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High-Tech Trifecta

Written by Karen Marley
Imagery by Michal-Kathryn Hinz & Sandra Kicman

It used to be that if you wanted to catch the evening’s games, you and your crew would head to a sports bar. Interested in a movie? The theater was your destination. Today, increased access to advanced audio and video technology are bringing these environments into the home. With the assistance of specialized installers, you can find a solution for your space and budget. Consider the following three home entertainment environments where sophisticated technology and homeowner desires come together in very different ways.

The Dedicated Home Theater
When you go to the cinema, it’s for a single purpose: to watch a movie. Representing the highest end of the home theater spectrum is having space purely dedicated to showing movies. Just like a commercial theater, the home version is designed for the technology, acoustically treated, and perfectly accurate. Such is the case with the home theater dubbed “The Rochester,” a smaller, albeit, more luxurious version of a cinema complex. 
    “As the technology specialists, we dictated everything. Where the seating goes, where the speakers are installed, even the lighting. It’s a precisely calculated and computed room.” explains Shawn Lemay, owner of Sound & Theater, which played a key role in creating The Rochester.
    There are 31 speakers, all of them hidden. Dolby Atmos, DTS:X, and Auro-3D surround for audio is precisely calibrated for an immersive experience. Acoustical panels ensure that there is not too much bass, the music isn’t overwhelming, and the dialogue is perfectly clear. Ten plush, motorized, leather seats are placed for optimal viewing of the 13-foot long screen. Even typical home noises, like the HVAC system, are accounted for to not create a disturbance while keeping people comfortable. LED strips for lighting were selected to maximize the viewing experience.
    “The theme here is an elegant, technologically perfect home theater,” says Lemay.

The Sports Bar
As soon as a home theater’s functionality expands, it is no longer a dedicated theater space. Consider the sports, gaming, and bar theater. It delivers a superb, technologically advanced experience; however, unlike
the dedicated theater, Lemay had to work around design elements that elevate the space’s excitement and creativity. From the entrance you see five screens; a primary  center screen flanked with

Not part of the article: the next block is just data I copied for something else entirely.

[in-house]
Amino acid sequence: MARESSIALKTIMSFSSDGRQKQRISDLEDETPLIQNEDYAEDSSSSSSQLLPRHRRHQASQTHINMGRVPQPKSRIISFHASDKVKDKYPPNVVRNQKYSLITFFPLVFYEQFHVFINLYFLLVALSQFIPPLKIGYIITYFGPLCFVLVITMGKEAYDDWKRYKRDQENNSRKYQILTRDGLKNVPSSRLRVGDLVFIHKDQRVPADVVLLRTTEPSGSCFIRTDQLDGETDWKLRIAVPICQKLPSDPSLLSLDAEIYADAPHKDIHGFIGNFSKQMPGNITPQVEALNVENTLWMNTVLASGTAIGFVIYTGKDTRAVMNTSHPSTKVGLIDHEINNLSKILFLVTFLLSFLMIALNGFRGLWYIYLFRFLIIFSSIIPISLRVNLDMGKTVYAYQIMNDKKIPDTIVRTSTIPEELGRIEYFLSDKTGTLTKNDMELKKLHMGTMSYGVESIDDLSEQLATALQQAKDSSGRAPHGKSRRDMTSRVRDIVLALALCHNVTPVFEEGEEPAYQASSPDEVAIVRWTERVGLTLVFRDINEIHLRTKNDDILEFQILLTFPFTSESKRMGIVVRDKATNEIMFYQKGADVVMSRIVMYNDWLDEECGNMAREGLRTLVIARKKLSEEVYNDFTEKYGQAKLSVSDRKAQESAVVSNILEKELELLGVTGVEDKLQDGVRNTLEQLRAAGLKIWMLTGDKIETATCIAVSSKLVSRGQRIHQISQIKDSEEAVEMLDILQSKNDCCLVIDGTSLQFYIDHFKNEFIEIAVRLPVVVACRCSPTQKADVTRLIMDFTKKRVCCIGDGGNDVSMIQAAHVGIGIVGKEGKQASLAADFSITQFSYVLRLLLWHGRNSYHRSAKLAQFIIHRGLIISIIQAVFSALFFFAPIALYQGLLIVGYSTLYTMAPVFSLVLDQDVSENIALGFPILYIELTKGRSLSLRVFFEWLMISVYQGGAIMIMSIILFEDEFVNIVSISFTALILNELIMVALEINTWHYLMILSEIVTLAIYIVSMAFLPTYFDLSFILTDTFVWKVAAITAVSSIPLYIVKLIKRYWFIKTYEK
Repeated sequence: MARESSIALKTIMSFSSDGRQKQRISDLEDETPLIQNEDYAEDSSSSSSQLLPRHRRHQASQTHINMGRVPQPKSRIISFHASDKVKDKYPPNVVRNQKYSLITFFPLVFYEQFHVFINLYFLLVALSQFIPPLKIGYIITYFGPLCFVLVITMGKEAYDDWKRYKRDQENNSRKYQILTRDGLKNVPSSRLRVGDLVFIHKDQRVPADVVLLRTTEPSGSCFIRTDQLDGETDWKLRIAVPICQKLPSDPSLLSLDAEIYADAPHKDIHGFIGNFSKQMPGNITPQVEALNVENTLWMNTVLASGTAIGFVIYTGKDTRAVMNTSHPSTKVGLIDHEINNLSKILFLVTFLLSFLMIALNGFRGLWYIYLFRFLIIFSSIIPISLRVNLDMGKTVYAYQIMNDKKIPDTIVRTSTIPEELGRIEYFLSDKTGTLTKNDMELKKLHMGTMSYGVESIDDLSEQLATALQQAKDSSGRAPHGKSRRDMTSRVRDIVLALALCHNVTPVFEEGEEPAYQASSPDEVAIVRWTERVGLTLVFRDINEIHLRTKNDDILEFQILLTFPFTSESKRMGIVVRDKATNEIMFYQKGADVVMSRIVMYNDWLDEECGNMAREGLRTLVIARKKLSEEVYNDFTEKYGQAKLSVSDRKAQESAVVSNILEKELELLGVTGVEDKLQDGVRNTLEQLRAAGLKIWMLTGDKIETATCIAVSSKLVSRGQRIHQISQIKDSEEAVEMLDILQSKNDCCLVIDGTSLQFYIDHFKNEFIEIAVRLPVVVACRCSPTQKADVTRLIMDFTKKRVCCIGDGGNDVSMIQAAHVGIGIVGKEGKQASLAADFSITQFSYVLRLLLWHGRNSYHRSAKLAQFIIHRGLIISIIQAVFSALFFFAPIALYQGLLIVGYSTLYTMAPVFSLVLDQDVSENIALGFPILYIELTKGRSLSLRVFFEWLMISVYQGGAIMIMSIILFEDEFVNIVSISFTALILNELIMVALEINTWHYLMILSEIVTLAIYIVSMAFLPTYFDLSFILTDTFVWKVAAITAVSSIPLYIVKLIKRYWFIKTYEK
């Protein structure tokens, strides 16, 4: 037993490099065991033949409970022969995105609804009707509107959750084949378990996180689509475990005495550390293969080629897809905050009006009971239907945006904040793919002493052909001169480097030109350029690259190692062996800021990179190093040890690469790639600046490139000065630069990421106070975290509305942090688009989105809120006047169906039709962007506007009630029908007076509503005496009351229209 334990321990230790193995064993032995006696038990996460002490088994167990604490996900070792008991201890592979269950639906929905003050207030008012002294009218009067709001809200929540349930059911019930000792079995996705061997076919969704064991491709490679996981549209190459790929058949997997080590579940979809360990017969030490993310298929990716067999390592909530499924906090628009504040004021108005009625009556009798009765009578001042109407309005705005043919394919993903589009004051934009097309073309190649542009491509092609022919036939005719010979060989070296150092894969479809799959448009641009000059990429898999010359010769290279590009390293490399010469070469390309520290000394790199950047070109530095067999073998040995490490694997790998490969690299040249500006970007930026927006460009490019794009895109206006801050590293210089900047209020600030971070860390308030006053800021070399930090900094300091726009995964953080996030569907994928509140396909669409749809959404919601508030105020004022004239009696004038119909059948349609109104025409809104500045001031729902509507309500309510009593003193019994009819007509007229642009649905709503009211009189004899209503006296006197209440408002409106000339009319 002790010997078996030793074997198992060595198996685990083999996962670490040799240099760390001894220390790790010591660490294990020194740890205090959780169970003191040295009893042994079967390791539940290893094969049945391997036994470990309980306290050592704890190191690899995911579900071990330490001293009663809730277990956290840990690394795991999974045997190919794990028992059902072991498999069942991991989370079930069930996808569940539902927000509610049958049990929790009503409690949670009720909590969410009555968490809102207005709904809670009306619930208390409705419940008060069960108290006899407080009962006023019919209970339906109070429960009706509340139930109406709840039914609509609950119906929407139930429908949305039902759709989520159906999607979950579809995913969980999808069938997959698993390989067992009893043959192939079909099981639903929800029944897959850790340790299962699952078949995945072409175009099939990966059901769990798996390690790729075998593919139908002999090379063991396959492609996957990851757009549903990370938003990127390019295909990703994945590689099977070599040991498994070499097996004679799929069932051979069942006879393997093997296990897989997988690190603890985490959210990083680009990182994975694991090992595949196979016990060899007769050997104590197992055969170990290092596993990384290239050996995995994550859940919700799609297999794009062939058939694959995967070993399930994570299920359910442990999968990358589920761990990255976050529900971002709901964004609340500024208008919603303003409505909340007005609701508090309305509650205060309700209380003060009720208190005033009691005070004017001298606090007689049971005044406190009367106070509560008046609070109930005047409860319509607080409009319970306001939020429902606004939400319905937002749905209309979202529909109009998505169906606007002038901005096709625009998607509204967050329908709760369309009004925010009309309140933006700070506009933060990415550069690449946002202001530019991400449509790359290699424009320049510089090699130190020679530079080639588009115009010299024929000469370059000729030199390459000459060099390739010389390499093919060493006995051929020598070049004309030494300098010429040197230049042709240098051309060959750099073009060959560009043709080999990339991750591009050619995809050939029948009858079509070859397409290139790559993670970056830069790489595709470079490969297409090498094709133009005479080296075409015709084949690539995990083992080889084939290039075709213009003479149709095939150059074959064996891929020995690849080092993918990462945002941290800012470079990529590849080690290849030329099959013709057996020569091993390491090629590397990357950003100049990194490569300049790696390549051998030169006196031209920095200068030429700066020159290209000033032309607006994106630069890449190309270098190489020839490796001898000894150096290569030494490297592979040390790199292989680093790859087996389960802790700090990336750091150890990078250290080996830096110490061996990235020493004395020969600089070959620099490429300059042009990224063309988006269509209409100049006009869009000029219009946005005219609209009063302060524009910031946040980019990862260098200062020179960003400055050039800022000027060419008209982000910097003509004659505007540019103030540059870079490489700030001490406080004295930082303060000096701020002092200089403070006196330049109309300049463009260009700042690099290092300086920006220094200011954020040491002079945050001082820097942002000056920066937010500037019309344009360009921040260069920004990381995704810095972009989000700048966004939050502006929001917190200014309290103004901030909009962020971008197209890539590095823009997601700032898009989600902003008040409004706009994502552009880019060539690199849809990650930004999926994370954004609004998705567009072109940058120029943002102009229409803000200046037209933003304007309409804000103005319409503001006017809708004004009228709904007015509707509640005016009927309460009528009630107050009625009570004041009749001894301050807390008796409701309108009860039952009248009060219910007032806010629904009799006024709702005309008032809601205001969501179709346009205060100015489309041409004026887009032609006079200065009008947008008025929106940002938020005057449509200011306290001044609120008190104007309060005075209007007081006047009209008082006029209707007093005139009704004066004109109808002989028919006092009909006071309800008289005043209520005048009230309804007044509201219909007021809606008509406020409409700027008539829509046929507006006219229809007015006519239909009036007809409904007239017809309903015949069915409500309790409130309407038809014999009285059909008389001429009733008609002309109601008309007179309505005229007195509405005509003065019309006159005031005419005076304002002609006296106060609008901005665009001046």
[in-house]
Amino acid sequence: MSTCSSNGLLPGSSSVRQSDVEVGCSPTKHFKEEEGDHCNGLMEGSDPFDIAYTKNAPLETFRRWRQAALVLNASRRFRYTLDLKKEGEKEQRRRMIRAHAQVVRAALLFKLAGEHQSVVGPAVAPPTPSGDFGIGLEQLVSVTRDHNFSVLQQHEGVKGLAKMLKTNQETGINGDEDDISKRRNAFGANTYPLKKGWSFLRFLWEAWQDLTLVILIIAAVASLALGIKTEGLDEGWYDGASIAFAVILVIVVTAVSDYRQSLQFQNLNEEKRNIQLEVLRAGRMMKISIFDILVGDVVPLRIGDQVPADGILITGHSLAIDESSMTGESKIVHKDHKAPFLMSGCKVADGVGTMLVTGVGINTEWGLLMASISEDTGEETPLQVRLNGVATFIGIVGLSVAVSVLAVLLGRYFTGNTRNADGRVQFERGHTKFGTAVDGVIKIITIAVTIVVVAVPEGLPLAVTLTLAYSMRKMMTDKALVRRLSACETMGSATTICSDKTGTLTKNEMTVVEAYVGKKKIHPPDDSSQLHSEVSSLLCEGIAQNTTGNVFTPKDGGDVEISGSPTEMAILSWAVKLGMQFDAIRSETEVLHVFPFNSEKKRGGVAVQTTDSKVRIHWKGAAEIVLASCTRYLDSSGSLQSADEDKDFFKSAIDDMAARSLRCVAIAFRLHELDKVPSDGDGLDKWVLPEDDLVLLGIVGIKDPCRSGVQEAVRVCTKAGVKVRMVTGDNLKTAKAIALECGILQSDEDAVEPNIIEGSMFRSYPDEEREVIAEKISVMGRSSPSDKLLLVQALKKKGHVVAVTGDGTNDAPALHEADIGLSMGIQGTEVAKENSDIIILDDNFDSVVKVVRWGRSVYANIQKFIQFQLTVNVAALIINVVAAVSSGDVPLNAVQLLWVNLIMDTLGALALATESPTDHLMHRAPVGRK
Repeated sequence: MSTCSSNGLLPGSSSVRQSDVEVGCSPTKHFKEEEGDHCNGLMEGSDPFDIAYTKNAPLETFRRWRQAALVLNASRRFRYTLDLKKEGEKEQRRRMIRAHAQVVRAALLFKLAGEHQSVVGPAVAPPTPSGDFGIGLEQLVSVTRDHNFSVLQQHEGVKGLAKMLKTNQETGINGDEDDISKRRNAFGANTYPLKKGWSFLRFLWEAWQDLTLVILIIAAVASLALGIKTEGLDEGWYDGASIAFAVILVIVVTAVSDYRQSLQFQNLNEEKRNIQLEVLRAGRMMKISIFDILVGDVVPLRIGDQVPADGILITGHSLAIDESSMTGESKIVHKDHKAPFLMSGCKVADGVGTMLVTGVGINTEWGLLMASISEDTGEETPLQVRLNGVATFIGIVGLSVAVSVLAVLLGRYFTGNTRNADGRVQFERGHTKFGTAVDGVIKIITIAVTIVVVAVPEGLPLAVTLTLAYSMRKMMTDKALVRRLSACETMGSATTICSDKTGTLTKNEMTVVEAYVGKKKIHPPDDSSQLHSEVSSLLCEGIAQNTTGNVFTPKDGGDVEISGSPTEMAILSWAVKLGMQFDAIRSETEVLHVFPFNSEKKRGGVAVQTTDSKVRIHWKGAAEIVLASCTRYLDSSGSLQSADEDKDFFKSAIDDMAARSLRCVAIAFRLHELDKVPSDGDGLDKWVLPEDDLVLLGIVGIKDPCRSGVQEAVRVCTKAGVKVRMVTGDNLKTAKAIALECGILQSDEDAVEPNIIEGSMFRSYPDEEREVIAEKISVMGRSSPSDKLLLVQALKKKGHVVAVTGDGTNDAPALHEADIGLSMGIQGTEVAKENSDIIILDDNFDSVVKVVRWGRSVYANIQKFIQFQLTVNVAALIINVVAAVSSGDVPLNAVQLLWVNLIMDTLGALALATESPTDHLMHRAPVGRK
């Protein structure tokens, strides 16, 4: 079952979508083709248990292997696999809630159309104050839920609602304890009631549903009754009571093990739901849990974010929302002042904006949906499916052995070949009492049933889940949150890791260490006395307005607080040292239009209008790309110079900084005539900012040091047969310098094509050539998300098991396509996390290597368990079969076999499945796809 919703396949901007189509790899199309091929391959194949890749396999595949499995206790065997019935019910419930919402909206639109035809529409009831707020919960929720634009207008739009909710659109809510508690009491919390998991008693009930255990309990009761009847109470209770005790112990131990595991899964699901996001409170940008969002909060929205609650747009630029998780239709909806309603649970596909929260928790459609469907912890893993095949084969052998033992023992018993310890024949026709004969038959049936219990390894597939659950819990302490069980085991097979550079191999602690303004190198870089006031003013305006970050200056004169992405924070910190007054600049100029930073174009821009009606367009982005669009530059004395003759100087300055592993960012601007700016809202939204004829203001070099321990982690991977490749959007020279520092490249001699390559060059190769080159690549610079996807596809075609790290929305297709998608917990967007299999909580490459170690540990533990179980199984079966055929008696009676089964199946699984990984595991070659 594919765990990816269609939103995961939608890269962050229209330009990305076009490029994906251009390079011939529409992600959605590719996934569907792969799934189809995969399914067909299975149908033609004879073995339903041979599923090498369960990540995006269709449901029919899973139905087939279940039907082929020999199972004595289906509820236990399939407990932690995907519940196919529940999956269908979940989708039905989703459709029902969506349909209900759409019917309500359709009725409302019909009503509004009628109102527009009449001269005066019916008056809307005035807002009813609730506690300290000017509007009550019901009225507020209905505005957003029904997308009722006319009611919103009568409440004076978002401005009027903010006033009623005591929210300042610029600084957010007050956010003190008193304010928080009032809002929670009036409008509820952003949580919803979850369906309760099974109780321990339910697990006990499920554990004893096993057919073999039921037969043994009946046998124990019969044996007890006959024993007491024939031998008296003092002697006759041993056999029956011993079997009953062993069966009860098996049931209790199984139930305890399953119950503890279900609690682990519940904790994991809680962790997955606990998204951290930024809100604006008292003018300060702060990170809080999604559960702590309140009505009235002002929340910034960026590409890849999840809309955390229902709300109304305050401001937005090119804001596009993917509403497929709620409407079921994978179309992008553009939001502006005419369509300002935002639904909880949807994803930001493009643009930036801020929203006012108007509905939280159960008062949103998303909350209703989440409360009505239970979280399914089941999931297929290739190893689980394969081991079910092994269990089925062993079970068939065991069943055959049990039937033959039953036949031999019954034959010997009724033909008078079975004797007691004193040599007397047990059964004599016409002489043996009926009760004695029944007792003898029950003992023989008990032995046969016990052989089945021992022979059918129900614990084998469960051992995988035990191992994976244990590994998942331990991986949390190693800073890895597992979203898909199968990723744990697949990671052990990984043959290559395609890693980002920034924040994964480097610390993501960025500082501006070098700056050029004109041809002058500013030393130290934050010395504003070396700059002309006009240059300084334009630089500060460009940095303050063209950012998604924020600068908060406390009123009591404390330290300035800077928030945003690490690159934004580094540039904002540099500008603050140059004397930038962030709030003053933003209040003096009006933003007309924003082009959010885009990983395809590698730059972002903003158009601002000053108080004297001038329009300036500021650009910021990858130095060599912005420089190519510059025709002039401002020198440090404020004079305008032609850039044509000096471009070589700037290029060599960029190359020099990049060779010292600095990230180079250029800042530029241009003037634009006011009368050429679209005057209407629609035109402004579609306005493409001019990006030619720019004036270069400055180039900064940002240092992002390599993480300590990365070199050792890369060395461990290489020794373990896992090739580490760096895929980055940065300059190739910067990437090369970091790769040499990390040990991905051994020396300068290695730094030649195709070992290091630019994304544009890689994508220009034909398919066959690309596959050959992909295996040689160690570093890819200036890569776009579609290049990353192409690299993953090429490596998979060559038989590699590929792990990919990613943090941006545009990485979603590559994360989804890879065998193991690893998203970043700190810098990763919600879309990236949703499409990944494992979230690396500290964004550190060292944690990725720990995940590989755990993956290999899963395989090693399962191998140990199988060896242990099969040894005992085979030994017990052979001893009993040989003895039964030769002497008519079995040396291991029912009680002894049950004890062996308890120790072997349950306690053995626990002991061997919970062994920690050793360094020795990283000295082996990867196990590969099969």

two sets of smaller ones. Five games can be viewed simultaneously and effortlessly toggled to the main screen to highlight key plays. The 12 motorized leather seats are on tiered flooring and anchored with six leather, high top chairs around a reclaimed, live edge table. Behind the viewing area is a bar made of locally sourced barnwood and a pool table.
    The homeowner is a huge music buff and Lemay hid 11 speakers behind album cover artwork. LED lights change color to establish the ambience. Varying hues and lumens prevent reflection off the screen. A touch of whimsy is in the fiber optic celestial ceiling. An adjoining game room titled “Throne of Games” lets friends play foosball, air hockey and others while watching the game on another screen.

The Multipurpose Family Room
For the final example, the homeowner wanted to use his finished basement to watch movies with his family but didn’t want a dedicated home theater. The solution? A dual-use space in the finished basement; an open room with a pool table and a wall
of windows for natural light.
     “With the physical constraints, we had to put everything in the ceiling, including the screen,” says Lemay.
    Six speakers are hidden in the ceiling along with the screen that retracts up when not in use. Additionally, Lemay had to control the abundant natural light. As the screen drops, motorized blinds cover the windows and
sliding glass doors. Although impressive, the sound is not as immersive as a dedicated home theater space. The tradeoff, however, is that when not in use the room retains its comfy appeal as a bright, inviting family room. 

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